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Last month, I introduced the concept of working “by the numbers” — meaning that you plan your annual income requirements in advance, then attempt to translate your goal into project sales, starts, and completions. You always work toward the plan, making adjustments along the way as necessary. I also made some distinctions between the kind of accounting your CPA does and “management” accounting and reporting — using the numbers your business generates to make successful operating decisions.

This process is the beginning of “strategic budgeting.” By establishing your goals for the year early on, you are building a road map for success — not just for the coming year, but for as long as you operate your business. Consistent strategic budgeting can make the difference between being able to retire with money in the bank and limping into your golden years. And it’s never too late to start. Whether you have four years in front of you or 40, this process will improve both your business and your lifestyle.

This month, I’ll look at “break-even volume,” which is the bare-minimum volume of work that you need to complete (and get paid for) in order to keep your doors open. This may be a little boring, but bear with me.

Required Information

To calculate break-even volume, you need several key pieces of information, including the following:

The basic financial/budgeting model for your business. By this I mean the percentage of revenue budgeted for the various expense categories (such as your office overhead or project supervision). As we saw last month, these numbers are somewhat different for builders and remodelers.

Projected average selling price for projects in the various categories you build or remodel.

Projected average gross-profit percentage for the budget period (see last month’s column).

Projected fixed operating expenses for the budget period.

Projected average variable operating expenses for the budget period.

Projected average construction indirect expenses for the budget period.

Fixed Expenses

Fixed expenses occur whether or not you build anything — they are the cost of keeping your doors open, and meeting them is what break-even is all about. They include:

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    If you’re a small remodeler, your fixed expenses might look like this. These are expenses that occur whether or not you’re doing a project — such as office overhead, marketing costs, and nonconstruction salaries (including yours). The total of these costs is the “nut” you have to overcome simply to keep your doors open.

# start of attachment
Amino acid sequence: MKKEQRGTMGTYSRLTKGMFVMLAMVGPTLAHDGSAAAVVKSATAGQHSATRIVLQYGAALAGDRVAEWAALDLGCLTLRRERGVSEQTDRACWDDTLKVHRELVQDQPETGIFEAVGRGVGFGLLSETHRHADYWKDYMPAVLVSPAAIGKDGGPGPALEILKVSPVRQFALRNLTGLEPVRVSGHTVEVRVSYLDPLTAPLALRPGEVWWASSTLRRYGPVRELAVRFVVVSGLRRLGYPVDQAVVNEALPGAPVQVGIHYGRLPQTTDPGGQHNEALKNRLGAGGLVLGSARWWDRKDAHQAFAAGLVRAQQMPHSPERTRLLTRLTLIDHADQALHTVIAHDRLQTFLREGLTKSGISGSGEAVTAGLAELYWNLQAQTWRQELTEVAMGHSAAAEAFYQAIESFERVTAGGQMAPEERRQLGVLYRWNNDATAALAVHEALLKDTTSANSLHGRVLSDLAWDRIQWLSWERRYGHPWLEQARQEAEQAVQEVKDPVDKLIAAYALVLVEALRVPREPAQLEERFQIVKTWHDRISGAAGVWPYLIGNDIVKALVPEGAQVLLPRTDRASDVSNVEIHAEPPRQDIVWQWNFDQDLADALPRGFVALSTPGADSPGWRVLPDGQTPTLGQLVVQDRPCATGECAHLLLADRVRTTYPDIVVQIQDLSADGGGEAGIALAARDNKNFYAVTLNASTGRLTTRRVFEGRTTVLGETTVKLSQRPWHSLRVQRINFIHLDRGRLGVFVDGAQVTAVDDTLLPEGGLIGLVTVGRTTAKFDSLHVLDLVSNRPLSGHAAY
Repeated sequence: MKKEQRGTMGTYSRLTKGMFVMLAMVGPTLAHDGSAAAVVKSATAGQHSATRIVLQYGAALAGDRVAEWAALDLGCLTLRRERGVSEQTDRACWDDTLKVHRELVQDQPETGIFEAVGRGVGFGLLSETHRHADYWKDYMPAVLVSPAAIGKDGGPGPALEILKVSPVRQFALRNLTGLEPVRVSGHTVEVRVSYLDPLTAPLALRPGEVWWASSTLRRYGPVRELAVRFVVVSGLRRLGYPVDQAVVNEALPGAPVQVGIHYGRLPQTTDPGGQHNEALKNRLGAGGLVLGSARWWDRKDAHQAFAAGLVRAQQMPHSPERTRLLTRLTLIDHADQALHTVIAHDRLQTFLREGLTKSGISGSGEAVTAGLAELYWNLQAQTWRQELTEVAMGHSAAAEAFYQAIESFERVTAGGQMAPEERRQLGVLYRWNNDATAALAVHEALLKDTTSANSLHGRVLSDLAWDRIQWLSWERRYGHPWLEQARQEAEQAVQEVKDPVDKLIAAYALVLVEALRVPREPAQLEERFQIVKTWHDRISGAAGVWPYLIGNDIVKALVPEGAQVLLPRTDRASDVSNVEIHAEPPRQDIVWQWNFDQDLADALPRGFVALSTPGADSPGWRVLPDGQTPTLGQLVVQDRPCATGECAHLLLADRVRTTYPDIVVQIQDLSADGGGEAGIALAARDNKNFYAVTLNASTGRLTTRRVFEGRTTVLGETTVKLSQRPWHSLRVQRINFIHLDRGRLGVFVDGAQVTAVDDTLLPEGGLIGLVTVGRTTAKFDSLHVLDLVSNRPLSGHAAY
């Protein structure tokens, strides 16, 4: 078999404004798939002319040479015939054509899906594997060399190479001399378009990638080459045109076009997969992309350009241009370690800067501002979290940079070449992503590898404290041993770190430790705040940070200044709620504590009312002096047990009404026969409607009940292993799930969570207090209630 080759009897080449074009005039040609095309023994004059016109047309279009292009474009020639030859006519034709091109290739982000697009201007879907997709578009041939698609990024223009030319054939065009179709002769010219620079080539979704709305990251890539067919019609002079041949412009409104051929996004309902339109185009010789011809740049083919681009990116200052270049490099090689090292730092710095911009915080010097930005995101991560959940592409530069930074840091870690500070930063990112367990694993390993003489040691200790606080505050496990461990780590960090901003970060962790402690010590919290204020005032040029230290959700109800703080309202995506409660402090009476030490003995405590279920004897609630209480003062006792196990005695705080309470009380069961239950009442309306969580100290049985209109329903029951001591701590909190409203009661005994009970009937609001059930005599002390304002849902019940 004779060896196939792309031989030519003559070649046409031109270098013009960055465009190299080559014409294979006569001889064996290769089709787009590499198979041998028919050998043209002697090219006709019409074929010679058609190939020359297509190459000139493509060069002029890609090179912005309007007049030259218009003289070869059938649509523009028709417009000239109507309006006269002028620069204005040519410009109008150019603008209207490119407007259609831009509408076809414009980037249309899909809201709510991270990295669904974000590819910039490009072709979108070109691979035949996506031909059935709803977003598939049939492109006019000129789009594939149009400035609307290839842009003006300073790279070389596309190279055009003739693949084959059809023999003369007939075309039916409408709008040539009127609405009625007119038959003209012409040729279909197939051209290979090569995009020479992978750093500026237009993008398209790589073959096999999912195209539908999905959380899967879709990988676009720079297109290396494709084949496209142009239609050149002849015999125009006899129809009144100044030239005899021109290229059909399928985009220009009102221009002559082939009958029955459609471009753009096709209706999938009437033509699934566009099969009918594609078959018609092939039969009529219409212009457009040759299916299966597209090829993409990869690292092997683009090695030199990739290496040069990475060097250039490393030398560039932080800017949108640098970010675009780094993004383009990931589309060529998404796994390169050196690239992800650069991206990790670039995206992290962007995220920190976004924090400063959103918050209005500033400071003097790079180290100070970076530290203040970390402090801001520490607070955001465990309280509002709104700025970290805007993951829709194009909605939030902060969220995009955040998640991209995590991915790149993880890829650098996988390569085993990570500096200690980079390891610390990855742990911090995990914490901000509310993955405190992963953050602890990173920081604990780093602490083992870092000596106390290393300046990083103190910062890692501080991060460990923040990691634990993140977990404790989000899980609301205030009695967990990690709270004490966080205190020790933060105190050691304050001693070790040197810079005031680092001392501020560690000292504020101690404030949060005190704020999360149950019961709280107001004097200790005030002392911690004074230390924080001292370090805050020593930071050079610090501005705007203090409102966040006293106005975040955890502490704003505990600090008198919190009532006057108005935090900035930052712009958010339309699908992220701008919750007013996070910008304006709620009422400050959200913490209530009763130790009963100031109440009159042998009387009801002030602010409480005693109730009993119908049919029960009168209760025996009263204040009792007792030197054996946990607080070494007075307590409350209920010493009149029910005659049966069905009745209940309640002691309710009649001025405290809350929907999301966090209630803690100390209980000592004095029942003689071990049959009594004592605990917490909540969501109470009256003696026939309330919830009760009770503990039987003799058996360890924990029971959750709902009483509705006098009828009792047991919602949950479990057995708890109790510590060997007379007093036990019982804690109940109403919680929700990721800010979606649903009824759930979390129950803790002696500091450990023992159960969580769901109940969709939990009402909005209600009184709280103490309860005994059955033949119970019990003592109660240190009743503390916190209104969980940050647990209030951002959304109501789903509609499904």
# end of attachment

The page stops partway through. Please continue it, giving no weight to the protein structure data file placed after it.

All salaries and hourly wages not directly related to job costs, such as those paid your receptionist, estimator, and CAD operator, as well as your own salary.

The labor burden on those positions — Social Security, unemployment insurance, and any benefits you pay as an employer.

Vehicle expenses. This is a tricky category. Include only vehicle expenses that are truly fixed for the budget period — items that don’t change month to month and don’t go away if you subtract people or build fewer jobs, such as lease and loan payments, regular maintenance, and the like. (Treat vehicle allowances and mileage reimbursements for salespeople and superintendents separately.)

Advertising and marketing expenses. Even if you don’t actually spend a dime on advertising, budget something. (Use 5 percent of your sales if you’re a remodeler and 2 percent if you’re a home builder.)

Business insurance, including insurance on your building and its contents, general liability, and — if you’re a design-builder — errors and omissions insurance. (Be careful here, as some types of insurance are calculated against your gross sales or gross wages for the period.)

Office expenses: phone, utilities (for the office, not your job sites), facility maintenance (snowplowing, cleaning), repairs, and so forth.